Surprising to me, all schools of thought prohibited a Muslim woman from marrying a man who is a kitabi (among the people of the book).I am not aware of a single dissenting opinion on this, which is rather unusual for Islamic jurisprudence because Muslim jurists often disagreed on many issues, but this is not one of them.
I was at a Muslim Sister's Fashion Show (predominately African American sisters) when during casual conversation a young sister (mid 20s) stated that her husband is Christian. She was under such a heavy attack that I could not get that question in.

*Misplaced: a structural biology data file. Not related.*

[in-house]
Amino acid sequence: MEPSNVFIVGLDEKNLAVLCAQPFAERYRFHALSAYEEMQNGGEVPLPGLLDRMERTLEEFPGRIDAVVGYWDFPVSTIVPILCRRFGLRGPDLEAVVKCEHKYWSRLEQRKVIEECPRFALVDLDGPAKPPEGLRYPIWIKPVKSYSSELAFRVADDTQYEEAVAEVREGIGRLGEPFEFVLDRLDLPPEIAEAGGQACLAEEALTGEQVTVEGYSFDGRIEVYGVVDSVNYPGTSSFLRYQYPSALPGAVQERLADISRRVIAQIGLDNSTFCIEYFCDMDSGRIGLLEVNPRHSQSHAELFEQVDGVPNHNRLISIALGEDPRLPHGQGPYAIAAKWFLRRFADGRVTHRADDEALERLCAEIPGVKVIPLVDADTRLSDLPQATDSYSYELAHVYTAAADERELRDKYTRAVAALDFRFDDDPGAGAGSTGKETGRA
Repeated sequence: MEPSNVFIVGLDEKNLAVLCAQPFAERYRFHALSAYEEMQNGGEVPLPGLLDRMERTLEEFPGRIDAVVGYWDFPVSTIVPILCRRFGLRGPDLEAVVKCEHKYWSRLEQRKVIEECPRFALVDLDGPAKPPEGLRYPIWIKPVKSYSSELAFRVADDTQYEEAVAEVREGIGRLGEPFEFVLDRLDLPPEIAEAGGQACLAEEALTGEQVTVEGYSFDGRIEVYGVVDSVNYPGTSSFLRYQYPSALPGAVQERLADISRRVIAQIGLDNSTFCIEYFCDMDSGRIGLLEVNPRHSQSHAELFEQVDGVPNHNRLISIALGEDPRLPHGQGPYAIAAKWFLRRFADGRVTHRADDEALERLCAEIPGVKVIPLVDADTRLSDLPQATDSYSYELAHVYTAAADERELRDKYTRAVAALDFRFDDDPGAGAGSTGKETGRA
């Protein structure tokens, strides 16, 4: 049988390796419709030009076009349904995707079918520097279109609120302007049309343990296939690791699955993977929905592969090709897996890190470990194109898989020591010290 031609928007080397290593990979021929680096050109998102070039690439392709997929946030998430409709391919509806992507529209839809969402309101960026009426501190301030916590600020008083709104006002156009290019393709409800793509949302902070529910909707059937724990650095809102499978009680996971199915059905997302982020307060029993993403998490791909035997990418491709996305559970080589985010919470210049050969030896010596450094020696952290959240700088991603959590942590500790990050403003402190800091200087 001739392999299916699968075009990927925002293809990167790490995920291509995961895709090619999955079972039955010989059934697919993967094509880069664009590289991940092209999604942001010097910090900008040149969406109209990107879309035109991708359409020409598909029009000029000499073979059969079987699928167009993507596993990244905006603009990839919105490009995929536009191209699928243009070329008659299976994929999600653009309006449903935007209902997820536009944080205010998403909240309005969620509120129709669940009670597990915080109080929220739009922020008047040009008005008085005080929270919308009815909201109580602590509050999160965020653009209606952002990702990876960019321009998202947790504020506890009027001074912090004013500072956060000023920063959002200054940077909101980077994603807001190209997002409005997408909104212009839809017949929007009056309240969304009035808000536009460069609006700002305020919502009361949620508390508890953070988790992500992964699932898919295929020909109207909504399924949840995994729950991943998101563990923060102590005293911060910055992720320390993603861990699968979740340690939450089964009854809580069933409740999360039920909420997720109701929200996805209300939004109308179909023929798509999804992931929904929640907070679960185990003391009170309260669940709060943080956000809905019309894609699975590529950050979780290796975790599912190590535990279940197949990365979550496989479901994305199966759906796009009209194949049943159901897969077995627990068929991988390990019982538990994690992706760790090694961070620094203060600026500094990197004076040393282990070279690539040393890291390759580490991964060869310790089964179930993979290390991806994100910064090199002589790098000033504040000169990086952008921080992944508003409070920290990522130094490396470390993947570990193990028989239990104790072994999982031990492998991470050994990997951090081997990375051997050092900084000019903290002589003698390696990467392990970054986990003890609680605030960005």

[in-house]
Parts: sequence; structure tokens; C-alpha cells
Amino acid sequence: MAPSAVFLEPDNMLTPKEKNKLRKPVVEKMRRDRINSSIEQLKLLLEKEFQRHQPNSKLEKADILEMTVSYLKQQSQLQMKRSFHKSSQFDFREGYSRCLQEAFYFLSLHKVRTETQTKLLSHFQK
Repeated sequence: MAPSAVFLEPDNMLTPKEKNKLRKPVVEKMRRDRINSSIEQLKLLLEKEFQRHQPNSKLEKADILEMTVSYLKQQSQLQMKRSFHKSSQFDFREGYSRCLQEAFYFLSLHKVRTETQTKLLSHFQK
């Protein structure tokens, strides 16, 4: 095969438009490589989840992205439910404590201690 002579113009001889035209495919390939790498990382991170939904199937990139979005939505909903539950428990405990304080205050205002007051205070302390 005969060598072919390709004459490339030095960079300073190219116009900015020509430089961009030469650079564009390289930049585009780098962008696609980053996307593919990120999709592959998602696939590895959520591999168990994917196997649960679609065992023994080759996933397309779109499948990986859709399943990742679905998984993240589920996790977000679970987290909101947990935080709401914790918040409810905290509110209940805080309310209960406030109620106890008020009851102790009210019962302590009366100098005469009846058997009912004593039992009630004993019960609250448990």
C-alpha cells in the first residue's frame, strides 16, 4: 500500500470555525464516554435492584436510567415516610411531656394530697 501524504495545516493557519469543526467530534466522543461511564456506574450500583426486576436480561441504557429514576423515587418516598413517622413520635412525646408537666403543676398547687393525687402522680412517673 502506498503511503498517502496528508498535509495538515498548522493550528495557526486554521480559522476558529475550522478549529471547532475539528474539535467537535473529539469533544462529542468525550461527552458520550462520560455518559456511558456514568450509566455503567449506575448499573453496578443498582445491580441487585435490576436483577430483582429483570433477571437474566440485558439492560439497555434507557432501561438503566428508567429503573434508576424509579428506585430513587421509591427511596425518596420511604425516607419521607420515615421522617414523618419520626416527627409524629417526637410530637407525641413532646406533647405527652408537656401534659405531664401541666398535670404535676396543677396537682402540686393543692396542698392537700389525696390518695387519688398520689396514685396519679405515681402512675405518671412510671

However this issue is one that I need to understand because I can't adequately explain why there is a prohibition for the Muslim female in marrying from the people of the book and there is no prohibition for the Muslim male.
Importantly, the Hanafi, Maliki, and Shafi'i jurists held that it is reprehensible (makruh) for Muslim men to marry a kitabiyya if they live in non-Muslim countries.
They argued that in non-Muslim countries, mothers will be able to influence the children the most.
The argument goes: If men needed to be given express permission to marry a kitabiyya, women needed to be given express permission as well, but since they were not given any such permission then they must be barred from marrying a kitabi.